Still too wet for your liking? There are plenty of activities to enjoy on dry ground. Wear your walking shoes, pack plenty of water and hike one of the 5 sections that make up the 45 km of trails of the Wadjemup Bidi. Prepare yourself for some spectacular coastal views as you traverse headlands, meander past lakes and stop to admire the many culturally-significant attractions along the way.
Arguably the most adventurous way to see the island is 15,000 feet above it – as you leap from a plane. Skydive Geronimo is one of the best skydiving experiences in Australia thanks to the unbeatable views of Rottnest Island and Western Australia’s coastline – plus you’ll land on the beach and then throw back a complimentary beer or wine to celebrate.
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The four-star restored Hotel Rottnest – once the Governor’s holiday residence – is a popular accommodation choice situated right on Thomson Bay within walking distance to Rottnest Museum and other main attractions. The rooms boast ocean views and feature a coffee machine, free Wi-Fi, air conditioning, a fridge and adjoining rooms are also available to book.
Heritage hotel Karma Rottnest is located by the lake and guests can choose between four room types, from the Lakeside Premium Room to the more modest Palm Court Room. The onsite restaurant, Riva, serves up inventive Mediterranean cuisine and wood-fired pizzas.
Island Couple’s Retreat is the perfect accommodation option for a romantic getaway or a honeymoon stay. There are two private beachfront suites on Longreach Bay, both are self-contained with a fully equipped kitchen. There are also a number of luxurious additions, such as a large day-bed in the courtyard, coffee machine, audio system, and gas BBQ, wine cooler and bar fridge.
Discovery Parks Rottnest Island features 83 eco-tents with an ensuite bathroom in each tent and furnished private decks. Kitchenettes are also included in most tents. Splash out on a deluxe tent for beachfront views and a walk-in robe. The eco-sustainable resort is a luxurious option for families in search of the perfect nature getaway – and you can walk to Pinky’s Beach Club for a meal or a sundowner.
Pitch a tent under a canopy of trees on the sand behind the dunes of The Basin on one of the 43 unpowered tent sites at The Rottnest Island Camping Grounds. There are free-standing outdoor BBQ’s to use, a communal camp kitchen and an ablution block – plus you are within walking distance to the main settlement for cafes, shops and restaurants as well as in prime position to take full advantage of one of the best snorkeling spots on the island.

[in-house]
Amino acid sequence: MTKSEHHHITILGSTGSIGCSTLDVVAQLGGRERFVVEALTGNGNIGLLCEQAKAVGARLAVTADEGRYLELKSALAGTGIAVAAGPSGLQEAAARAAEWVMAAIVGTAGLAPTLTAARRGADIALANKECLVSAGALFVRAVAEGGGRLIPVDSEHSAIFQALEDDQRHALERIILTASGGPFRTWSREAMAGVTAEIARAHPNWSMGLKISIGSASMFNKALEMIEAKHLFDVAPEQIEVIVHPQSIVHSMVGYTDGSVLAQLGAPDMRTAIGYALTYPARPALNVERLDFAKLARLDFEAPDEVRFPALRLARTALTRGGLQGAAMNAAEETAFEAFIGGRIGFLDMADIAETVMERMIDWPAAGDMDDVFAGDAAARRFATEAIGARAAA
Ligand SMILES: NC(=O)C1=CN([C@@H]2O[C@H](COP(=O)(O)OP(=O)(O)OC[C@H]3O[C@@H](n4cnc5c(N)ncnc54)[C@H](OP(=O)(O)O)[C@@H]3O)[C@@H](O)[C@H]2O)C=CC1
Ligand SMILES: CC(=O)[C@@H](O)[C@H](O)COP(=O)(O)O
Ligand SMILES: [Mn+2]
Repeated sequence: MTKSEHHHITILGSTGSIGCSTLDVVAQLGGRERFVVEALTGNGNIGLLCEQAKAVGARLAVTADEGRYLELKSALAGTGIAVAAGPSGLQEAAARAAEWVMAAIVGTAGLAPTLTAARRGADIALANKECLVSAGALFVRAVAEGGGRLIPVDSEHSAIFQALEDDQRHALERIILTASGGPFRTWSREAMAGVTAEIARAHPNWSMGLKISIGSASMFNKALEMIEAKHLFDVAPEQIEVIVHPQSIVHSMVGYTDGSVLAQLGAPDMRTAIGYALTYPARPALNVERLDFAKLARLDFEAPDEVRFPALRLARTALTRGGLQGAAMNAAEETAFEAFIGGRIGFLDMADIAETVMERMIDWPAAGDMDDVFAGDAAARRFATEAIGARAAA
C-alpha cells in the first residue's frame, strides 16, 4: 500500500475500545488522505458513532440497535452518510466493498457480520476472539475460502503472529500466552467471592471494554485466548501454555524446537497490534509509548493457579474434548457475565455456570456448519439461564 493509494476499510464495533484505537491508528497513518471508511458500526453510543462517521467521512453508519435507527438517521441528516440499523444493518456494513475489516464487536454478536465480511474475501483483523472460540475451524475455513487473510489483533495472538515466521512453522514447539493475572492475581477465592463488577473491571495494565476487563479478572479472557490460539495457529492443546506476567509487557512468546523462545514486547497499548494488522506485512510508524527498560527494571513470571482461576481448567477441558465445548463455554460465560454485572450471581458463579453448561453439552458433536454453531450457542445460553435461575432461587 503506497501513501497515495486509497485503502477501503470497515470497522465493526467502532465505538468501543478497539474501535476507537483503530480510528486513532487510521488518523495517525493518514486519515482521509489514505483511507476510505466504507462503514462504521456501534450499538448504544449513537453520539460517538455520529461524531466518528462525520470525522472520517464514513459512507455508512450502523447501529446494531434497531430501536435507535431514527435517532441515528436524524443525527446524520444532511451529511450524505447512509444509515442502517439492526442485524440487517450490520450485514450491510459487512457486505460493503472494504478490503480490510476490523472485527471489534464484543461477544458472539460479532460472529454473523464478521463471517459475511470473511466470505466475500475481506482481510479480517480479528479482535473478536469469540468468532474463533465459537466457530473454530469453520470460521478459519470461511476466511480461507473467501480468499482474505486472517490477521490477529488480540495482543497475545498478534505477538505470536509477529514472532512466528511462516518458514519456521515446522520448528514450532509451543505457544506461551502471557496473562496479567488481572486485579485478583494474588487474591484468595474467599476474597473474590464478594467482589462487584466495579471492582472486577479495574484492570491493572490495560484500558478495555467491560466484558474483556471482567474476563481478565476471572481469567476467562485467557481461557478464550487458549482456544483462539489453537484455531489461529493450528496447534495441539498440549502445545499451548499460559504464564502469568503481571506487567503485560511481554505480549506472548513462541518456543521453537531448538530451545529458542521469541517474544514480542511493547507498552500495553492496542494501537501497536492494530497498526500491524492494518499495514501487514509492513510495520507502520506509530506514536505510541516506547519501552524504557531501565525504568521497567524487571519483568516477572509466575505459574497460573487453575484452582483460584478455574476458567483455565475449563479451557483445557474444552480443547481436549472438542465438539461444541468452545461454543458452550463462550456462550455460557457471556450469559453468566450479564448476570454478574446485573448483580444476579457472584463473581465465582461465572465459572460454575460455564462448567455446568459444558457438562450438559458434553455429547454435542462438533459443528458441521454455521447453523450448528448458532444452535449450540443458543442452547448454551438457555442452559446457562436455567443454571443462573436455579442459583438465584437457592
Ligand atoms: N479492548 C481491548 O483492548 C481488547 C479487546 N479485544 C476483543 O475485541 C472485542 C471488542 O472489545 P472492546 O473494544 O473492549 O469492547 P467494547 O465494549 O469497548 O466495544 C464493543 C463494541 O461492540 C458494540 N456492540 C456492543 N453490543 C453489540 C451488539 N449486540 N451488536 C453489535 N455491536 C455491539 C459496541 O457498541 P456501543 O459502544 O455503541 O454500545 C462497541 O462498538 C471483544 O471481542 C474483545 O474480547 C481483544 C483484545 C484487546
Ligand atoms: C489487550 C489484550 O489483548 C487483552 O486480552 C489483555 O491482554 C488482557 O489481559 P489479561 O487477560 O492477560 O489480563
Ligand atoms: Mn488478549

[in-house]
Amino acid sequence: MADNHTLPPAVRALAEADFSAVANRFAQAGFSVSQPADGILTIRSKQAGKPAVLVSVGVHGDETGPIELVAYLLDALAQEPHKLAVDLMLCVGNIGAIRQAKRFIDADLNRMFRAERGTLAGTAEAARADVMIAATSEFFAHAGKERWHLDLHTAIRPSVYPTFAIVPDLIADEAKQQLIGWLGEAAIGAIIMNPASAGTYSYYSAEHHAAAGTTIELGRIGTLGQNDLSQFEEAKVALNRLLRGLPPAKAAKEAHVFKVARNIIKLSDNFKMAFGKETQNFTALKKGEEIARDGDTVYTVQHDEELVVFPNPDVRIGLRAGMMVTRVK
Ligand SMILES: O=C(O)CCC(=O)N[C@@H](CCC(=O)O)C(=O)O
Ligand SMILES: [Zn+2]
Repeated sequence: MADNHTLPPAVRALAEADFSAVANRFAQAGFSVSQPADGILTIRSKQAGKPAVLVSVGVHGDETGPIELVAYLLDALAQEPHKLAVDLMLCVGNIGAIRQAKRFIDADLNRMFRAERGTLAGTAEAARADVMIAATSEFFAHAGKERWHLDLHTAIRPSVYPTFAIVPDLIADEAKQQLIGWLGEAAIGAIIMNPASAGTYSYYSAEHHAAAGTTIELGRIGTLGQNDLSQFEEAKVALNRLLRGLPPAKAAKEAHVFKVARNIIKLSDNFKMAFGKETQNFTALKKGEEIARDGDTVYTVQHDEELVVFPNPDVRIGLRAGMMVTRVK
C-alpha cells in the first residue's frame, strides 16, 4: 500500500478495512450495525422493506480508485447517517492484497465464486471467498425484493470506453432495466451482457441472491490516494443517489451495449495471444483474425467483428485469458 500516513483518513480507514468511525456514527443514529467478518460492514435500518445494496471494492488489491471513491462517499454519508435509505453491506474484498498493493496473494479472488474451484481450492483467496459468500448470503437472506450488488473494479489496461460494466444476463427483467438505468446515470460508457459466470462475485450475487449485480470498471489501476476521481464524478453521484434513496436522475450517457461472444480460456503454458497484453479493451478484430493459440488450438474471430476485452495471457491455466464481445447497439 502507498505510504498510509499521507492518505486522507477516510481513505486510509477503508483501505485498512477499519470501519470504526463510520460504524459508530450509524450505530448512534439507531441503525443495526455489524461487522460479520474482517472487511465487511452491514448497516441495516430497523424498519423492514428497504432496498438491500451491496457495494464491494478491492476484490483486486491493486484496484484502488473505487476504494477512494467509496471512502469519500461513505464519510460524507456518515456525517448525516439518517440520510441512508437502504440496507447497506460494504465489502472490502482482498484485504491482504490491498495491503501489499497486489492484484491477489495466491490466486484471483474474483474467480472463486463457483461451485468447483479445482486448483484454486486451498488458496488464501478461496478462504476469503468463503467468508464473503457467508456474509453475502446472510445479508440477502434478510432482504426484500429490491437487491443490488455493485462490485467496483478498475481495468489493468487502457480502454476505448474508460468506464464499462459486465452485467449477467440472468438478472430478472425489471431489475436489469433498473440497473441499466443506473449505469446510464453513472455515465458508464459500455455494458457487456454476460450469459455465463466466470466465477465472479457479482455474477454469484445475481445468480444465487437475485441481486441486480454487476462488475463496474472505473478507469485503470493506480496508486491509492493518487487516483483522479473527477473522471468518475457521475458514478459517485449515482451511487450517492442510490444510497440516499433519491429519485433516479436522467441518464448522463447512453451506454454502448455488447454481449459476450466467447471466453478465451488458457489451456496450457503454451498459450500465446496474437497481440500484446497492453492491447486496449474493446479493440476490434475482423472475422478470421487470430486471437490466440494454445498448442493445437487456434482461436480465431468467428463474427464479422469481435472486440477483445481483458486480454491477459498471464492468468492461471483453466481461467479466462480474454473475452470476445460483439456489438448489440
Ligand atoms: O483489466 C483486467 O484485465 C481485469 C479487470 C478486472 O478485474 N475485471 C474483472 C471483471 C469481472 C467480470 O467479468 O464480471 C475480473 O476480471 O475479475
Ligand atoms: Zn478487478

Head to Geordie’s Café to cool down with a milkshake or spider – made the good old-fashioned way. Get your acai bowl and caffeine fix at The Lane Café.
Treat yourself to a vanilla slice, jam donut and cream bun at Rottnest Bakery and stock up on freshly-baked bread while you’re there. Shop in person or online at the General Store for free delivery of alcohol, fresh produce, meat and more.
Enjoy waterfront views as you down a WA craft brew, dine on local seafood, juicy steaks or graze on their selection of delicious share plates at Hotel Rottnest – plus, they serve locally-sourced and sustainably-farmed produce.
Sunset is best experienced from Pinky’s Beach Club with a cocktail in hand as you sit back, take in the views of Pinky Beach and Bathurst Lighthouse, and settle in for a delicious dinner.
For a hearty meal with the family, Frankie’s on Rotto serves up pizza, pasta and salads. Alternatively, Riva Restaurant makes the most delicious wood-fired pizzas and farm to table feasts – try one of the island-inspired cocktails while you’re there.
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Make your way to the visitor centre on Rottnest Island upon arrival to book from a number of available tours. Soak up the beauty of Rottnest Island on a 90-minute segway tours, jump out of a plane for the best views of the island from above with Skydive Geronimo, hire a bike from Rottnest Island Peddle and Flipper to explore the vast number of bays and beaches and visit Rottnest Island for more.